LE Magazine March 2003
ANTI-AGING SUPPLEMENTS MAY SOON BE ILLEGAL!
DHEA AND PREGNENOLONE
UNFORESEEN VICTIMS OF ANTI-ANDRO BILL
If you're one of the millions of Americans who enjoy and benefit from anti-aging supplements such as DHEA and pregnenolone, you have reason to be concerned. Certain members of Congress are intent on taking them away from you and placing you under arrest if you possess them! Sound far-fetched? It's frighteningly real, yet almost no one in the anti-aging/life-extension community is aware of the threat.
By Patrick Arnold
The villain is the so-called "Anti-Andro Bill" -H.R. 207- introduced last October in the House by U.S. Representatives Sweeney and Osborne. Purporting to address the use of muscle-building "andro" supplements by teens, this wildly overbroad bill would have devastating effects on mature adults throughout America. It would actually permit the Drug Enforcement Administration (DEA) to schedule a wide variety of currently over-the-counter nutritional supplements as controlled substances. In effect, this bill would authorize the arrest and criminal prosecution of millions of Americans as drug offenders-just for possessing supplements like DHEA, 7- keto DHEA and pregnenolone. Those caught with these currently legal supplements -proven to have powerful health and anti-aging benefits -would even be subject to federal asset forfeiture laws, permitting the government to seize and retain private property! All this would be done by making an end-run around the proper lawful procedures, and without any evidence of legitimate public health concerns or dangers to American adults. The bill seeks to deal a staggering blow to nutritional supplement freedom and the Dietary Supplements Health and Education Act (DSHEA).
The anatomy of H.R. 207
The intention of the bill is supposedly to keep testosterone precursors like androstenedione away from teens. But rather than restricting sales of these items to minors, H.R. 207 would restrict all steroid hormone precursors from people of all ages. And not by making them prescription medicines, but by reclassifying them as controlled substances (see sidebar for the definition of "controlled substance"). The bill would accomplish this by "bootstrapping" these compounds into the federal Anabolic Steroid Control Act. This act was a 1990 revision to the original Controlled Substances Act of 1970. It reclassified anabolic steroids from simple prescription medicines to highly restricted Schedule III controlled substances. Mere possession of a schedule III controlled substance without a valid prescription is a federal drug offense with serious potential penalties that can even include jail time.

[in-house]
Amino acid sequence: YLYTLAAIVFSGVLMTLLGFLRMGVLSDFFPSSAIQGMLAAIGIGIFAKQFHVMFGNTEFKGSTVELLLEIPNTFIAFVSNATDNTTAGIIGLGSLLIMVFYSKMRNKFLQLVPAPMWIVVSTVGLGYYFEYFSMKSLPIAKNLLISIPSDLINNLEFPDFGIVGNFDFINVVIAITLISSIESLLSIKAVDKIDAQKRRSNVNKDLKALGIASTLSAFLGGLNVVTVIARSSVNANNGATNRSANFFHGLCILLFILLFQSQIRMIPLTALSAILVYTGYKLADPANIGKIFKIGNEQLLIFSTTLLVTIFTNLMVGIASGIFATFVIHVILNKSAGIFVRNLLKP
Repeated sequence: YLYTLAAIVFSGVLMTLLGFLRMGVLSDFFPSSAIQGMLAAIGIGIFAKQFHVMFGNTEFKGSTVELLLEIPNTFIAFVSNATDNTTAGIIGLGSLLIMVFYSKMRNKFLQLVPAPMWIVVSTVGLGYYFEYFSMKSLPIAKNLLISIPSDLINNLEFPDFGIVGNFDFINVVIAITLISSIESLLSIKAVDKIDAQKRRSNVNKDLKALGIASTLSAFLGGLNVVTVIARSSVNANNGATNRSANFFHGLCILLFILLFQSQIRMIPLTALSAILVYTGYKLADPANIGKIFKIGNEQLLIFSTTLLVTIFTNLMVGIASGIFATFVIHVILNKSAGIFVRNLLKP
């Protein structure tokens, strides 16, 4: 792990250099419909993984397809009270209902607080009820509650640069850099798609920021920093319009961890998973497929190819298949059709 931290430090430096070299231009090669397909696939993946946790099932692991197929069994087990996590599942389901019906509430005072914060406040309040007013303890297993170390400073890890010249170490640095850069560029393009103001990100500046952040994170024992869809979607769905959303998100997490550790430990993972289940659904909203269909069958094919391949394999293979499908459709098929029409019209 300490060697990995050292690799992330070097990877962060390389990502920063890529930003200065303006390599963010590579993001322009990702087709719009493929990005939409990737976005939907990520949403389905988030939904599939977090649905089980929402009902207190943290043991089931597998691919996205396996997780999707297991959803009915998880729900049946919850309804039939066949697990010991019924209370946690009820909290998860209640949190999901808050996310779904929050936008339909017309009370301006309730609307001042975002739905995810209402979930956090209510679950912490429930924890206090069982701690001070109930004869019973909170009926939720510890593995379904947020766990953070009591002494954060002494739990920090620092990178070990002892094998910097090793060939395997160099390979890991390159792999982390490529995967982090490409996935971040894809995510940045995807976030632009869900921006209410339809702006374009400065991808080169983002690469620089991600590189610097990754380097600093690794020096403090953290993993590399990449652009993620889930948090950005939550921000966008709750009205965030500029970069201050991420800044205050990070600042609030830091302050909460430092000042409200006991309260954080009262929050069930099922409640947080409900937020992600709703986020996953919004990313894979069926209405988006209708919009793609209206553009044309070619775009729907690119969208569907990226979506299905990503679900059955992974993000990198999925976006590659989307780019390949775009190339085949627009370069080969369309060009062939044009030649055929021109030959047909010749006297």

Let's look at the actual language of the bill. It's crucial that life extensionists understand what this language really means, because it was written in a specific way for a reason. The following is the heart of the bill.
SECTION 1. SCHEDULING OF CERTAIN SUBSTANCES.
(a) DEFINITION- Section 102(23) of the Controlled Substances Act (21 U.S.C. 802(23)) is amended—
(1) by striking ‘(A)’ and inserting ‘(B)(i)’;
(2) by striking ‘(B)’ and inserting ‘(ii)’;
(3) by striking ‘(C)’ and inserting ‘(iii)’; and
(4) by inserting after ‘means a substance— ‘the following new subparagraph:
(A) which the Attorney General has found to be, and by regulation designated as being, the immediate chemical precursor of an anabolic steroid that has been scheduled as a controlled substance (hereinafter in this subparagraph referred to as ‘scheduled anabolic steroid’) which either is a metabolite of a scheduled anabolic steroid or is transformed in the body directly into a scheduled anabolic steroid or the metabolite of a scheduled anabolic steroid; or’.
(b) PLACEMENT ON SCHEDULE- Section 201(e) of the Controlled Substances Act (21 U.S.C. 811(e)) is amended—
(1) by inserting ‘or for the immediate precursor of a scheduled anabolic steroid, without regard to the requirements of section 102(41), including the requirement that the substance promote muscle growth’ after ‘section 202(b)’; and
(2) by adding at the end the following: ‘However, once an immediate precursor described in section 102(23)(A) is placed in a schedule pursuant to this section, it becomes a controlled substance and the Attorney General may schedule an immediate precursor of that substance in accordance with this section’.
While all this legalese may seem overly technical, it’s very important to understand the scope of what’s written here. The key language starts in paragraph 1(a)(4). This is where the primary qualifications for a controlled steroid precursor are outlined in a new subparagraph (A). Interpreted simply, this new subparagraph says that an immediate precursor to a controlled anabolic steroid shall itself become a controlled anabolic steroid. Case in point: immediately upon passage of this bill, androstenedione, which is the precursor to the controlled anabolic steroid testosterone, would automatically become a controlled steroid.